Under-15 Cricket Team Breaks with Tradition

Wakatipu High School Uunder-15 cricket team impressed locals at January’s Western New South Wales Cricket Carnival, wowing locals in the small rural township of Molong with their haka.

Molong’s picturesque pitch, with its white picket fence and grove of trees, is a long way from the packed rugby stadiums of Eden Park, ANZ Stadium or Ellis Park where the haka is more usually seen.

But for these students, performing the traditional Maori war cry in front of several dozen spectators at a country cricket ground has no less significance.

Their unconventional use of the haka has given these teenagers a boost and attracted curious country residents to see a rare performance with ancient symbolism.

Coach of the Wakatipu cricket team, Russell Mawhinney, said the team’s decision to do the haka during its Australian tour came almost by accident.

“When we got the invite to play in the carnival – and we’re the first overseas team – I made a flippant comment, ‘Oh you probably want us to do the haka’ and it’s grown legs from there,” Mawhinney said.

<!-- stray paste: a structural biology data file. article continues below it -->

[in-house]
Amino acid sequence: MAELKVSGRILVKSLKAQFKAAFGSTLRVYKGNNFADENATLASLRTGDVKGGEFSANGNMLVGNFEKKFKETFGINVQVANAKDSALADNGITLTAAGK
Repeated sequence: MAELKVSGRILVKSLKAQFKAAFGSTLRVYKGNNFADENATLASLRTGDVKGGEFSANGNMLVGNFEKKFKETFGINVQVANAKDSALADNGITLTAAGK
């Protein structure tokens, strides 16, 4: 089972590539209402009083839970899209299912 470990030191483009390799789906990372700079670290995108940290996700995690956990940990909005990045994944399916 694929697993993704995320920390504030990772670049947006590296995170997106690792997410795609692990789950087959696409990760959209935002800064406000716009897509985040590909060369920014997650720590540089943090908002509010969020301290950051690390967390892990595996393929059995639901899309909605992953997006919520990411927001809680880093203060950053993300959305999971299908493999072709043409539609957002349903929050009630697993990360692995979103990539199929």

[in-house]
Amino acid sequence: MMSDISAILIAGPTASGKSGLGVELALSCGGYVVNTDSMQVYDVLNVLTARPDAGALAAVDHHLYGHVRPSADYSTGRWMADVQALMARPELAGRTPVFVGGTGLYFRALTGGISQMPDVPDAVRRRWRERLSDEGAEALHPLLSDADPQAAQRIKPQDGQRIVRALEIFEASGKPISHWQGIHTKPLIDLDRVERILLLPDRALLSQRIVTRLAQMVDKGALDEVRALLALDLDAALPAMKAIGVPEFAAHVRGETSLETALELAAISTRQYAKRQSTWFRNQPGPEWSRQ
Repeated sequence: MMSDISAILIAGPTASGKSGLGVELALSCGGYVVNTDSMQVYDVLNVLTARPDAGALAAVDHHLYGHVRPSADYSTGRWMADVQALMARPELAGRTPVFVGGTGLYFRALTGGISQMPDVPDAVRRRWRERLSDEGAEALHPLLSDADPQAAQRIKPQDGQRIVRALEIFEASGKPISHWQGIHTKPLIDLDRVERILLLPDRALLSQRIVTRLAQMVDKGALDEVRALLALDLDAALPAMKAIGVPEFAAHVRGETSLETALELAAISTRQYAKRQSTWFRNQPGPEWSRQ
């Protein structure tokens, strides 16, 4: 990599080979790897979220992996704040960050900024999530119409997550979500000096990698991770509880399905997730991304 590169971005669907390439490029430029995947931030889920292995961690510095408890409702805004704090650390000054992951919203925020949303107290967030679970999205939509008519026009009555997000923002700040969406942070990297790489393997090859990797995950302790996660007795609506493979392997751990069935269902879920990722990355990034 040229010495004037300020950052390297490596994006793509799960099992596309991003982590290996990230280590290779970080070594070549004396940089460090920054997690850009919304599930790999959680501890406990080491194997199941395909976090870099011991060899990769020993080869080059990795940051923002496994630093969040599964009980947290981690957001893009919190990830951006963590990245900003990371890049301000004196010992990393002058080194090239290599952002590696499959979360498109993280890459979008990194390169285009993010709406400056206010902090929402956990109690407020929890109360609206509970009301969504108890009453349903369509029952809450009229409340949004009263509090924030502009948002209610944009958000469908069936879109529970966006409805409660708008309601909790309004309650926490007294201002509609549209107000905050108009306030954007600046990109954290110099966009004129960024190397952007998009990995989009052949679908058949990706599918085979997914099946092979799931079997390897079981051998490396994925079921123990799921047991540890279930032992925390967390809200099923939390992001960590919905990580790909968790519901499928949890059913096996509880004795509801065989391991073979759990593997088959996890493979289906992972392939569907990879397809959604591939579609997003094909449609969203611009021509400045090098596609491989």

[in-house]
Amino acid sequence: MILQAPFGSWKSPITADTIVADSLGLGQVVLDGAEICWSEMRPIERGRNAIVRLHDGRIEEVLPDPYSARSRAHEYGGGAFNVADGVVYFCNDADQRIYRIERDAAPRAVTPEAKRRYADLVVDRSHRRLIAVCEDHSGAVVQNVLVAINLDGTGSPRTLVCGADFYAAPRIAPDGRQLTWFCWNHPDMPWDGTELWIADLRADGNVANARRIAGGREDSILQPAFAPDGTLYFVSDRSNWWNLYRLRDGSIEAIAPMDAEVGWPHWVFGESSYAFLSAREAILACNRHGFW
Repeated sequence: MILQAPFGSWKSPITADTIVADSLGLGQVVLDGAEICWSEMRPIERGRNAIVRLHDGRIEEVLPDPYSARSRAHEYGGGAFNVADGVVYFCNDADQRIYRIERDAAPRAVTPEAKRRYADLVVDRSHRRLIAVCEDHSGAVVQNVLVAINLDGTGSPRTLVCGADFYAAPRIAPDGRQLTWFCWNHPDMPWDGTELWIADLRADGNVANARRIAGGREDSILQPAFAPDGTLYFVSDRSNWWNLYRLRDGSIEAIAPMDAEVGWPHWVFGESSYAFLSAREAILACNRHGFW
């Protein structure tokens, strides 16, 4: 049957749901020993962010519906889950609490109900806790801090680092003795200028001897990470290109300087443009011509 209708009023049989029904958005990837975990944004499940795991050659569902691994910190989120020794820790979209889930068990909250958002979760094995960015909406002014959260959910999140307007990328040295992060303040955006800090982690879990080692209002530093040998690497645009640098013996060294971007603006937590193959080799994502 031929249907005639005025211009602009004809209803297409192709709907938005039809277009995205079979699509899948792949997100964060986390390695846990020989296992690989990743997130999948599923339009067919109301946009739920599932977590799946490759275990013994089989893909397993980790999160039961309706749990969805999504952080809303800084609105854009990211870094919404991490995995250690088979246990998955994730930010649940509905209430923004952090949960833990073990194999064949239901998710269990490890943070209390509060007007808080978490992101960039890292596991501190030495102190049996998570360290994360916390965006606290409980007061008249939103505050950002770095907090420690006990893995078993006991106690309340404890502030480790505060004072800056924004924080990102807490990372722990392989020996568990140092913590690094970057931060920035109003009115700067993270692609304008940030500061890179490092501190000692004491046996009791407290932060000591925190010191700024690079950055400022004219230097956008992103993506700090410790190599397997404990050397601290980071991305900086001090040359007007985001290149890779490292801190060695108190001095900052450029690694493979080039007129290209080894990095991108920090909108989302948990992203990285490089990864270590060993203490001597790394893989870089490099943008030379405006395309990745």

Teenager Xavier Sadler, from the Ngapuhi tribe, almost lost his voice after leading his team in the haka before every match over the week.

“The words really mean we are Wakatipu, we are Wakatipu; if one soldier falls another will rise,” he explained. “That’s sort of helpful through cricket – if one batsman gets out, then another will go in.

“It’s to frighten the opposition and see if we could put a bit of fear into them.”

Original article by Melanie Pearce and Brooke Daniels, ABC News, January 14, 2016.

Photo by ABC Central Melanie Pearce.

Tags: ABC News  Haka  Russell Mawhinney  Wakatipu High School  Western New South Wales Cricket Carnival  Xavier Sadler  

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